In 2014, the government cut jobseekers allowance for under 25s by 47%. Alexander Glover explores whether this is justified, or even legal.
ACCORDING to the Citizens Information website, in Ireland “if you lose your job, are made redundant, laid off or if your working hours are reduced you may qualify for a social welfare payment, either Jobseeker’s Allowance or Jobseeker’s Benefit”.
To qualify for Jobseekers’ Benefit you must have made enough PRSI contributions whilst working. This means that young people who find themselves out of work are more likely to qualify for Jobseekers’ Allowance, which is granted based on a means test.
Since Budget 2014, Jobseeker’s Allowance for people aged between 18 and 24 years is €100 per week; those aged 25 receive €144 a week. The amount paid rises to €188 when claimants reach 26 years of age. At the time of the announcement, these cuts were seen as an injustice to young jobseekers, a demographic traditionally faced with a greater risk of unemployment or insecure employment.
“This assumption has led to a generalised measure, not specific to the circumstances or realities of each young person”
The Minister for Social Protection, Leo Varadkar, has stated that the rationale for these measures is to protect young people from welfare dependency by incentivising them to avail of education and training opportunities.
However, Ciarán Finlay, the legal and policy officer at the Free Legal Advice Centre, believes there is an assumption by the government that people below the age of 26 can live with and be supported by parents or family members. Finlay says “this assumption has led to a generalised measure, not specific to the circumstances or realities of each young person in receipt of social welfare”. The FLAC fear that “age-related social welfare cuts increase the vulnerability of people under the age of 26 to homelessness”.
When asked if the practice of capping the amount paid to 18-24-year-olds at €100 is legal, Finlay says: “Social welfare legislation provides for reduced rates of social welfare payments for young people under the age of 26. Therefore, there is a legislative underpinning to these reduced payments. However, it is to be questioned whether these legislative provisions comply with the constitutional guarantee of equality pursuant to Article 40.1”. Article 40.1 of the Irish constitution stipulates that “all citizens shall… be held equal before the law”.
However, Finlay raises another issue that “under international human rights law, the State is obliged to ensure minimum essential levels of rights, including the right to an adequate standard of living and the right to social security”. Finlay argues that “These lower payments fall significantly below the basic minimum weekly income standard of €186 set by the Government. Therefore, there is also an arguable claim that the State is failing to discharge its obligations under international human rights law”.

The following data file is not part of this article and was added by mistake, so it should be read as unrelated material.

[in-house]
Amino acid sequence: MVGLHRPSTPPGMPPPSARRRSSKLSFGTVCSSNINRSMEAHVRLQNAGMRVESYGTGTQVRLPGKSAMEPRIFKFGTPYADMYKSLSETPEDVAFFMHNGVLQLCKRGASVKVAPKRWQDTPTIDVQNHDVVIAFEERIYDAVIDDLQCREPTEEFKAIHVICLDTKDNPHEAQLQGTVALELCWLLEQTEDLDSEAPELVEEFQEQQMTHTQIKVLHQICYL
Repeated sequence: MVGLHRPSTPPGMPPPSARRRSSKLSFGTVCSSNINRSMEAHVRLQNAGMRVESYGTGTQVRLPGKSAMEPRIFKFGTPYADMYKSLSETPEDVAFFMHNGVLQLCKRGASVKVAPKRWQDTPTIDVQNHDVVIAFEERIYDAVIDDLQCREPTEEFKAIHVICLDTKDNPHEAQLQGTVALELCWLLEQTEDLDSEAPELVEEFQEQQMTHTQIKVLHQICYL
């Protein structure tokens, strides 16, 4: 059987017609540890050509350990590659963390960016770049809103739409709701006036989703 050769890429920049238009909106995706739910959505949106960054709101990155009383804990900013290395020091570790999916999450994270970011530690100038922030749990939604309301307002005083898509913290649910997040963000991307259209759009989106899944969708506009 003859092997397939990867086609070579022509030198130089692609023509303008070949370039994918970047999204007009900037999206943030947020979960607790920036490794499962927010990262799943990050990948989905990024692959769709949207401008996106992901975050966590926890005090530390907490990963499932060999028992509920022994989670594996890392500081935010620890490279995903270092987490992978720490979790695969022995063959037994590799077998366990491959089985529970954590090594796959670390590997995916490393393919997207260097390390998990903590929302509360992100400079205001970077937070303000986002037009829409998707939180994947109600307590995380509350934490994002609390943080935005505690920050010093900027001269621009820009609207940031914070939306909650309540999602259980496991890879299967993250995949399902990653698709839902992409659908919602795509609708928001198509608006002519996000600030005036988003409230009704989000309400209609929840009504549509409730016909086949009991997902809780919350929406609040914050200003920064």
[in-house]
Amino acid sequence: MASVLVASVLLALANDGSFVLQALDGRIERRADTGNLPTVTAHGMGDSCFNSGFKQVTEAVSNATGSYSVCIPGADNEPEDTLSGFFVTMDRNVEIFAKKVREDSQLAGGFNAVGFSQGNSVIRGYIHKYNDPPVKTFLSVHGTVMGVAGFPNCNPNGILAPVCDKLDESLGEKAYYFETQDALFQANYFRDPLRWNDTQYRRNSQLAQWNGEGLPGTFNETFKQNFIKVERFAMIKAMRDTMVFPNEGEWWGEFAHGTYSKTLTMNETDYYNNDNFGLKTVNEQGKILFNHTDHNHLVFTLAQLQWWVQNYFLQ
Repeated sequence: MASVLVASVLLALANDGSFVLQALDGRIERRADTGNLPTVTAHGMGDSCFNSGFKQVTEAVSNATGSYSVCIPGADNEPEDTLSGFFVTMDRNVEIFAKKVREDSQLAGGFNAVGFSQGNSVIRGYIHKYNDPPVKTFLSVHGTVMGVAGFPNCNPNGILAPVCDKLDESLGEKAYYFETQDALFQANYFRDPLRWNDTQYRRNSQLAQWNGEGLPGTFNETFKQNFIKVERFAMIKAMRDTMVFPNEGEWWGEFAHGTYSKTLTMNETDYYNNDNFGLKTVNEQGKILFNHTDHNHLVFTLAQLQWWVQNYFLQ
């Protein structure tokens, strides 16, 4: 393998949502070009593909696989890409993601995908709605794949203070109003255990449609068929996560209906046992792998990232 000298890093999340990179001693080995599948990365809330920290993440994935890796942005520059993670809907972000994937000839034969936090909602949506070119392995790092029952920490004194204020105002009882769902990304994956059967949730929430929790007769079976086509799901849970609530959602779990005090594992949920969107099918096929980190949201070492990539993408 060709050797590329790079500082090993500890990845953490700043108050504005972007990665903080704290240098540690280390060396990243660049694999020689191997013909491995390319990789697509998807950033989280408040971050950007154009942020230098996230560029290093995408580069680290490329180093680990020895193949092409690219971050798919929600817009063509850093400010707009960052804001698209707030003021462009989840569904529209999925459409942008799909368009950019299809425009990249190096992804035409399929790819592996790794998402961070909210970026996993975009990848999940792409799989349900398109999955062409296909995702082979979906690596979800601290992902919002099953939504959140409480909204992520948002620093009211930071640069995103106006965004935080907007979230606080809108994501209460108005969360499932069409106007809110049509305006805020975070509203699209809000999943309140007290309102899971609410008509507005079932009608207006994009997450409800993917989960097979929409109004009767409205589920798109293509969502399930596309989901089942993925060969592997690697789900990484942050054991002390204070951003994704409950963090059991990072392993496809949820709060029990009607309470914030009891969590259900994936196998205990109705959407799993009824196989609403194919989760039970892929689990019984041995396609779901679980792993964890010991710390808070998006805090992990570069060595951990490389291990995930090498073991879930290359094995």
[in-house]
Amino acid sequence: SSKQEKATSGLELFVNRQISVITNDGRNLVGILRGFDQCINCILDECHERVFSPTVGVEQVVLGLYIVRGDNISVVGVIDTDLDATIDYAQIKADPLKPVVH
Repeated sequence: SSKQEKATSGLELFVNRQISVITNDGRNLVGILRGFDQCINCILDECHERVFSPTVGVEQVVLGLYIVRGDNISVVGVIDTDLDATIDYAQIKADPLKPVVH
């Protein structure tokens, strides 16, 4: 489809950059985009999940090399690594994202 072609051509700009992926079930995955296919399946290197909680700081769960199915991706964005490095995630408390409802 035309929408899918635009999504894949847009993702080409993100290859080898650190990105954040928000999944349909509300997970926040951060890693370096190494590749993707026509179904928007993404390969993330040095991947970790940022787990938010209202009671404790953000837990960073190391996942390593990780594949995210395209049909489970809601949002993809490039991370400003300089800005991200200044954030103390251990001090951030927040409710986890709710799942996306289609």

The hardship felt by the unemployed youth may also be a form of discrimination. Finlay says “FLAC’s view is that this measure does constitute discrimination on the grounds of age as it clearly targets young people aged 18 to 25 years old. However, while domestic equality legislation prohibits age discrimination, legislative provisions cannot be challenged under the Equal Status Acts. Therefore an action cannot be taken against these payments under domestic equality legislation”.
“Age-related social welfare cuts increase the vulnerability of people under the age of 26 to homelessness”
While the issue has been raised by FLAC and other groups such as the National Youth Council of Ireland, it shows no signs of being corrected. Following Budget 2017, it was announced by Public Expenditure Minister Paschal Donohoe that ‘all’ weekly social welfare payments will increase by €5 per week (effective March 8th). However, Donohoe failed to note that the increase seen by young people would be proportionate.
As of March 8th 2017, Jobseekers’ allowance will increase to €193 per week. Keeping in line with this, 25-year-olds will receive €147.80 per week and people aged 18-24 will receive €102.70. This new figure for 18-24-year-olds is an increase of just €2.70.
This has been seen by many spectators as creating further age-based separation. Paul Murphy of the Anti-Austerity Alliance–People Before Profit party says it adds to the ‘discrimination’ against young people. With opposition from within and beyond the Dáil, why don’t the government abolish the age-based division?
“There is also an arguable claim that the State is failing to discharge its obligations under international human rights law”
Finlay says it’s because “in 2016, the Department of Social Protection estimated that the cost of increasing the rate of Jobseeker’s Allowance paid to those under 26 years of age to €188 per week would be €148.4 million per year”.
With fiscal goals in place, any immediate changes seem unlikely. However, there are ways for young jobseekers to increase their allowance received. Finlay says “following Budget 2017, it was announced that young people under the age of 26 who are participating in education, training and work programmes will receive €193 per week – the full rate of Jobseekers Allowance”.
Although this can see more support, it puts pressure on young people to attend certain training programmes, potentially cutting them out of other opportunities. This furthers the discrimination towards young people, with the assumption that there are only some programmes that they can attend.